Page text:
In a society, where we are constantly told about the importance of values such as compassion towards others, love for all, respect for the elderly, kindness towards the poor, needy and weak, can we ever dare to be selfish and think of our own self first? Does the word selfish make you feel guilty? Do you wonder if selfishness is really such a crime? In this post, we will make an attempt to differentiate between selfishness and self-lovingness, and how we can learn to practice this love for ourselves.

In Asian cultures, we have been conditioned to put others first and ourselves second, and women even more so than men. Both men and women in Asian cultures, have been taught to sacrifice their wants and desires for the wants and desires of parents, family and even society. Further women, have been taught to always put their own needs, wants and desires last – after family, husband, children, house etc.

We have been made to believe that sacrifice and suffering is honourable, and if we seek to make ourselves happy then we are in some way being “dishonorable”. This is far from the truth, and it is time for us all, to learn to put love for ourselves as our primary goal. We cannot give to others from an empty cup. That is why it is so painful to keep giving and giving, when we haven’t learnt to take care of our own energy by giving love to ourselves first –  says Author and Life Coach, Jasrin Singh.

Crucifying our own happiness, for the sake of making others happy, is as unkind and uncompassionate to ourselves, as it would be if we were being disregarding to someone else. If we want to learn to be kind, compassionate and respectful of others, then we must learn to first give that kindness, compassion and respect to our own human-self first. It is only then that we can genuinely give to others from a place of love and reverence for all humanity, instead of actions guided by guilt, shame, fear and a false sense of responsibility.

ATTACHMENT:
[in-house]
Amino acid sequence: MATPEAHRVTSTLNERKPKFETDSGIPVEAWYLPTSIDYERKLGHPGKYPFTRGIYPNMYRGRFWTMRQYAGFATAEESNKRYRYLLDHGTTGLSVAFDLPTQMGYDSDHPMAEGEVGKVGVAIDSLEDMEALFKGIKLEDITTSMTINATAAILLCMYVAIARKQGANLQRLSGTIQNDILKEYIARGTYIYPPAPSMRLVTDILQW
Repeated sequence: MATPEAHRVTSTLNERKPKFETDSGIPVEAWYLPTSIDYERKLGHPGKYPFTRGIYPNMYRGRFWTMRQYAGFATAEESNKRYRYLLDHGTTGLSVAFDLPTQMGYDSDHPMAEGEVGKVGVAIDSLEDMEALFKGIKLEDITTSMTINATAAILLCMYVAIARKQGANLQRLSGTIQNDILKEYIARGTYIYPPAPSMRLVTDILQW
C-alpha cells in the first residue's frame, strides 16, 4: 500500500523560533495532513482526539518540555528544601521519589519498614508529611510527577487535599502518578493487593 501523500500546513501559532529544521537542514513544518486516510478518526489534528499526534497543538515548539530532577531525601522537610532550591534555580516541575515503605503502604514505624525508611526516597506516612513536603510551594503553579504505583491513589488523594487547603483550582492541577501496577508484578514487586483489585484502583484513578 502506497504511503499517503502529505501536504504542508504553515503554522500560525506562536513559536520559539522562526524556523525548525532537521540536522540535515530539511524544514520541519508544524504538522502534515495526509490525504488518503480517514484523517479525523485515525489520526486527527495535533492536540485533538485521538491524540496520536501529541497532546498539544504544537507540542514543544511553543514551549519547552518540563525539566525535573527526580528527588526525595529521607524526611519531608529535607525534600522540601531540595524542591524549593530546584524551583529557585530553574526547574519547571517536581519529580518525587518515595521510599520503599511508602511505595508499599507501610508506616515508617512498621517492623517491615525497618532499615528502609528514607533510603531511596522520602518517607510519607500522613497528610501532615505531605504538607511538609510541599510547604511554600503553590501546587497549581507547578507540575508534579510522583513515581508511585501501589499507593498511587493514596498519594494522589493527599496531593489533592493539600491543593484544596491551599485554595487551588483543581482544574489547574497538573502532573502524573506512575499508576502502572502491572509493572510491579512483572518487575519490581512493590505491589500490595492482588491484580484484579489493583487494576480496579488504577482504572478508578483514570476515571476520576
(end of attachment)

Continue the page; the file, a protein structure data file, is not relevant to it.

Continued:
Imagine, we all have an inner child within us. That child which is an aspect of our own consciousness needs a lot of love and care. When we repeatedly ignore our own needs and inner desires for others, the little child inside the grown-up you becomes unhappy. It may shed tears you may not see, and scream at you, but you may not hear. This hidden sadness soon turns  into grudges, irritation, anger, and never-ending resentment that may lead to depression. On the other hand, when we are aware of this aspect of our being, we will learn to take care of him or her, the same way as our own children, or someone we love dearly. Then there is peace on the inside. You stop fighting with yourself. Inner conflict resolves. Energy is freed up, and you have an overflowing cup. Now you can give to others generously.

So, lets replace the word selfishness with self-lovingness, and teach our future generations to learn to take care of their own needs so they can thrive and have a fulfilled life, instead of one filled with guilt, anger, shame and resentment.  Let us become the role models for our sons and daughters says Jasrin Singh.
Some ways we can practice self loving ness

1.    Learn to say No when you are tired, overwhelmed, stressed -even when it is uncomfortable
2.    Draw healthy boundaries at home with family, and at work with your managers and colleagues
3.    Take care of your own body, mind and spirit by investing time in yourself
4.    Spend time by yourself
5.    Regularly check in with your inner child, by writing down your inner most feelings and allowing them to flow through.
6.    Regularly talk to people who can support you – therapist, coach, spiritual teacher etc.


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